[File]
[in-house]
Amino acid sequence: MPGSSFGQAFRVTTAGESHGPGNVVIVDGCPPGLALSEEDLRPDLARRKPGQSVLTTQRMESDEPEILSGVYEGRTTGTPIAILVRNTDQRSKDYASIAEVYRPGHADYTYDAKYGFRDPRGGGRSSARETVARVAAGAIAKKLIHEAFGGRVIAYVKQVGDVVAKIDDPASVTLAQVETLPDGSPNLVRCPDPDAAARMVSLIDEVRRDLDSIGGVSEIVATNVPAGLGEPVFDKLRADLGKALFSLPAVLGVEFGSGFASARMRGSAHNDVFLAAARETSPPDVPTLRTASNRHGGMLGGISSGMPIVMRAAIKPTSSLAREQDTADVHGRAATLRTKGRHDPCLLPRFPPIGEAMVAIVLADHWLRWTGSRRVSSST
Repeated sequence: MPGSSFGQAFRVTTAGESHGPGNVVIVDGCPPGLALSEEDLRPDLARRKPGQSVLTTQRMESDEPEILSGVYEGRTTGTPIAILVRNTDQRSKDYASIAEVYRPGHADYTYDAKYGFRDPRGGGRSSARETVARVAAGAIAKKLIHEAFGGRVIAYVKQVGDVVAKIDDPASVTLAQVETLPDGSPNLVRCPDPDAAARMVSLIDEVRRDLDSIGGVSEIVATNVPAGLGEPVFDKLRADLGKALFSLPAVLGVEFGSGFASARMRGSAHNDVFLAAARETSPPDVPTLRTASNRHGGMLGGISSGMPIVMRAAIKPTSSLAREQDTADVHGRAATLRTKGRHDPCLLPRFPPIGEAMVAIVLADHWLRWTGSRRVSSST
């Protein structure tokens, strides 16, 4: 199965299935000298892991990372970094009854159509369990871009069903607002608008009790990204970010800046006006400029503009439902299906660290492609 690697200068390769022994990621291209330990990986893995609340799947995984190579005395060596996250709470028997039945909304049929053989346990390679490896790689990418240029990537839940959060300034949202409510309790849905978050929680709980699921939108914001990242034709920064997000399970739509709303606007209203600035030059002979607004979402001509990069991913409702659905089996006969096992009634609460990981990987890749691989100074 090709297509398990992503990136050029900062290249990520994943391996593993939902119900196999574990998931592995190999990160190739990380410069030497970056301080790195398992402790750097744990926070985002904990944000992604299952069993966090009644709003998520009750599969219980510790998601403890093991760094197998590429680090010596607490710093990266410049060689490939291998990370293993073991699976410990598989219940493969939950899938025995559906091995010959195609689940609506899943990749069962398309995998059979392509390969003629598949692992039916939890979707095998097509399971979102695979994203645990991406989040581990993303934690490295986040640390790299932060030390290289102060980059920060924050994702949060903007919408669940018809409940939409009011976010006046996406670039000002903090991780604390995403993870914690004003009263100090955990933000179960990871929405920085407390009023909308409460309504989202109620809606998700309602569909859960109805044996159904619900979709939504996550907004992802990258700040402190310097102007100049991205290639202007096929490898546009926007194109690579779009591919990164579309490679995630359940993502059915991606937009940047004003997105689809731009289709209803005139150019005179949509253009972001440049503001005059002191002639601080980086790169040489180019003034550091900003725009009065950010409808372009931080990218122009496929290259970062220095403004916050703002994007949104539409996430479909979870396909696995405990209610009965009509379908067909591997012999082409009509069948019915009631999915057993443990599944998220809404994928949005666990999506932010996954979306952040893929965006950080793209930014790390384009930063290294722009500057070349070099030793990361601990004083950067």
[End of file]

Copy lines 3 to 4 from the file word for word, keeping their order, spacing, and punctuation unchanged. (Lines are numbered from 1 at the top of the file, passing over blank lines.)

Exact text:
Repeated sequence: MPGSSFGQAFRVTTAGESHGPGNVVIVDGCPPGLALSEEDLRPDLARRKPGQSVLTTQRMESDEPEILSGVYEGRTTGTPIAILVRNTDQRSKDYASIAEVYRPGHADYTYDAKYGFRDPRGGGRSSARETVARVAAGAIAKKLIHEAFGGRVIAYVKQVGDVVAKIDDPASVTLAQVETLPDGSPNLVRCPDPDAAARMVSLIDEVRRDLDSIGGVSEIVATNVPAGLGEPVFDKLRADLGKALFSLPAVLGVEFGSGFASARMRGSAHNDVFLAAARETSPPDVPTLRTASNRHGGMLGGISSGMPIVMRAAIKPTSSLAREQDTADVHGRAATLRTKGRHDPCLLPRFPPIGEAMVAIVLADHWLRWTGSRRVSSST
């Protein structure tokens, strides 16, 4: 199965299935000298892991990372970094009854159509369990871009069903607002608008009790990204970010800046006006400029503009439902299906660290492609 690697200068390769022994990621291209330990990986893995609340799947995984190579005395060596996250709470028997039945909304049929053989346990390679490896790689990418240029990537839940959060300034949202409510309790849905978050929680709980699921939108914001990242034709920064997000399970739509709303606007209203600035030059002979607004979402001509990069991913409702659905089996006969096992009634609460990981990987890749691989100074 090709297509398990992503990136050029900062290249990520994943391996593993939902119900196999574990998931592995190999990160190739990380410069030497970056301080790195398992402790750097744990926070985002904990944000992604299952069993966090009644709003998520009750599969219980510790998601403890093991760094197998590429680090010596607490710093990266410049060689490939291998990370293993073991699976410990598989219940493969939950899938025995559906091995010959195609689940609506899943990749069962398309995998059979392509390969003629598949692992039916939890979707095998097509399971979102695979994203645990991406989040581990993303934690490295986040640390790299932060030390290289102060980059920060924050994702949060903007919408669940018809409940939409009011976010006046996406670039000002903090991780604390995403993870914690004003009263100090955990933000179960990871929405920085407390009023909308409460309504989202109620809606998700309602569909859960109805044996159904619900979709939504996550907004992802990258700040402190310097102007100049991205290639202007096929490898546009926007194109690579779009591919990164579309490679995630359940993502059915991606937009940047004003997105689809731009289709209803005139150019005179949509253009972001440049503001005059002191002639601080980086790169040489180019003034550091900003725009009065950010409808372009931080990218122009496929290259970062220095403004916050703002994007949104539409996430479909979870396909696995405990209610009965009509379908067909591997012999082409009509069948019915009631999915057993443990599944998220809404994928949005666990999506932010996954979306952040893929965006950080793209930014790390384009930063290294722009500057070349070099030793990361601990004083950067």